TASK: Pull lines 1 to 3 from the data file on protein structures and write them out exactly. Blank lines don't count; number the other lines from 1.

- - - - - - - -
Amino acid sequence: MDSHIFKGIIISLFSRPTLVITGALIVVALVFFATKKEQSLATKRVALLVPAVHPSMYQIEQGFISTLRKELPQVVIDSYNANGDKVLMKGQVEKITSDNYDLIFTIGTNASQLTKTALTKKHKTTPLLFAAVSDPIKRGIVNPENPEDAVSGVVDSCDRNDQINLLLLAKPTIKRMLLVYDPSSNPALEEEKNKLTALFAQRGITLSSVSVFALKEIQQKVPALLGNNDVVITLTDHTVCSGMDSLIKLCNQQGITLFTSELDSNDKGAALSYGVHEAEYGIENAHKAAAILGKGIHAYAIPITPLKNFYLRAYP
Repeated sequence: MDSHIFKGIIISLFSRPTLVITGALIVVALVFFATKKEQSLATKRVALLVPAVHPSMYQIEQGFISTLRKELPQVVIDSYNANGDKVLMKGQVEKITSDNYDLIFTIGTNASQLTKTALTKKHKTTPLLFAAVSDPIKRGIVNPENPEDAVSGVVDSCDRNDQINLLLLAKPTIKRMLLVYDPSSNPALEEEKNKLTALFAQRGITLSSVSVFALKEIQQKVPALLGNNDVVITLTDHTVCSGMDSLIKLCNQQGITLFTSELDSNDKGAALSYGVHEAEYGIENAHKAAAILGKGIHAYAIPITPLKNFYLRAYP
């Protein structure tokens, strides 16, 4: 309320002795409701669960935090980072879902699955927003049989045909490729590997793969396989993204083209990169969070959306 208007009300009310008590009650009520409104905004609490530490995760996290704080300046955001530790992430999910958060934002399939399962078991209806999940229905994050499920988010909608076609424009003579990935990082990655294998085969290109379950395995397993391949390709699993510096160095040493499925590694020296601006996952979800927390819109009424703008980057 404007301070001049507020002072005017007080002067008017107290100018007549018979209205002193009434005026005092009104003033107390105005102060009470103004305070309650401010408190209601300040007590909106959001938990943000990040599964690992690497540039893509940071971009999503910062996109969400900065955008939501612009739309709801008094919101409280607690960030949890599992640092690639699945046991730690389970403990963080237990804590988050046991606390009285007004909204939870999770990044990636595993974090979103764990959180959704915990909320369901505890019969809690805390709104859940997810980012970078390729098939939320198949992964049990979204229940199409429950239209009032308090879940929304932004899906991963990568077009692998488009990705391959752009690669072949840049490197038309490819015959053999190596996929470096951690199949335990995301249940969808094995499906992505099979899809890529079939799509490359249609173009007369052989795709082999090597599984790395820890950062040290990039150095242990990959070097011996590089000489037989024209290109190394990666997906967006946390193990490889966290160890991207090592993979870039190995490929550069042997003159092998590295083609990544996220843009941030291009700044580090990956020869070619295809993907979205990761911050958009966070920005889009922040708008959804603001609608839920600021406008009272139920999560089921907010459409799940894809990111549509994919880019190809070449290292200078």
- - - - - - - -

Amino acid sequence: MDSHIFKGIIISLFSRPTLVITGALIVVALVFFATKKEQSLATKRVALLVPAVHPSMYQIEQGFISTLRKELPQVVIDSYNANGDKVLMKGQVEKITSDNYDLIFTIGTNASQLTKTALTKKHKTTPLLFAAVSDPIKRGIVNPENPEDAVSGVVDSCDRNDQINLLLLAKPTIKRMLLVYDPSSNPALEEEKNKLTALFAQRGITLSSVSVFALKEIQQKVPALLGNNDVVITLTDHTVCSGMDSLIKLCNQQGITLFTSELDSNDKGAALSYGVHEAEYGIENAHKAAAILGKGIHAYAIPITPLKNFYLRAYP
Repeated sequence: MDSHIFKGIIISLFSRPTLVITGALIVVALVFFATKKEQSLATKRVALLVPAVHPSMYQIEQGFISTLRKELPQVVIDSYNANGDKVLMKGQVEKITSDNYDLIFTIGTNASQLTKTALTKKHKTTPLLFAAVSDPIKRGIVNPENPEDAVSGVVDSCDRNDQINLLLLAKPTIKRMLLVYDPSSNPALEEEKNKLTALFAQRGITLSSVSVFALKEIQQKVPALLGNNDVVITLTDHTVCSGMDSLIKLCNQQGITLFTSELDSNDKGAALSYGVHEAEYGIENAHKAAAILGKGIHAYAIPITPLKNFYLRAYP
């Protein structure tokens, strides 16, 4: 309320002795409701669960935090980072879902699955927003049989045909490729590997793969396989993204083209990169969070959306 208007009300009310008590009650009520409104905004609490530490995760996290704080300046955001530790992430999910958060934002399939399962078991209806999940229905994050499920988010909608076609424009003579990935990082990655294998085969290109379950395995397993391949390709699993510096160095040493499925590694020296601006996952979800927390819109009424703008980057 404007301070001049507020002072005017007080002067008017107290100018007549018979209205002193009434005026005092009104003033107390105005102060009470103004305070309650401010408190209601300040007590909106959001938990943000990040599964690992690497540039893509940071971009999503910062996109969400900065955008939501612009739309709801008094919101409280607690960030949890599992640092690639699945046991730690389970403990963080237990804590988050046991606390009285007004909204939870999770990044990636595993974090979103764990959180959704915990909320369901505890019969809690805390709104859940997810980012970078390729098939939320198949992964049990979204229940199409429950239209009032308090879940929304932004899906991963990568077009692998488009990705391959752009690669072949840049490197038309490819015959053999190596996929470096951690199949335990995301249940969808094995499906992505099979899809890529079939799509490359249609173009007369052989795709082999090597599984790395820890950062040290990039150095242990990959070097011996590089000489037989024209290109190394990666997906967006946390193990490889966290160890991207090592993979870039190995490929550069042997003159092998590295083609990544996220843009941030291009700044580090990956020869070619295809993907979205990761911050958009966070920005889009922040708008959804603001609608839920600021406008009272139920999560089921907010459409799940894809990111549509994919880019190809070449290292200078």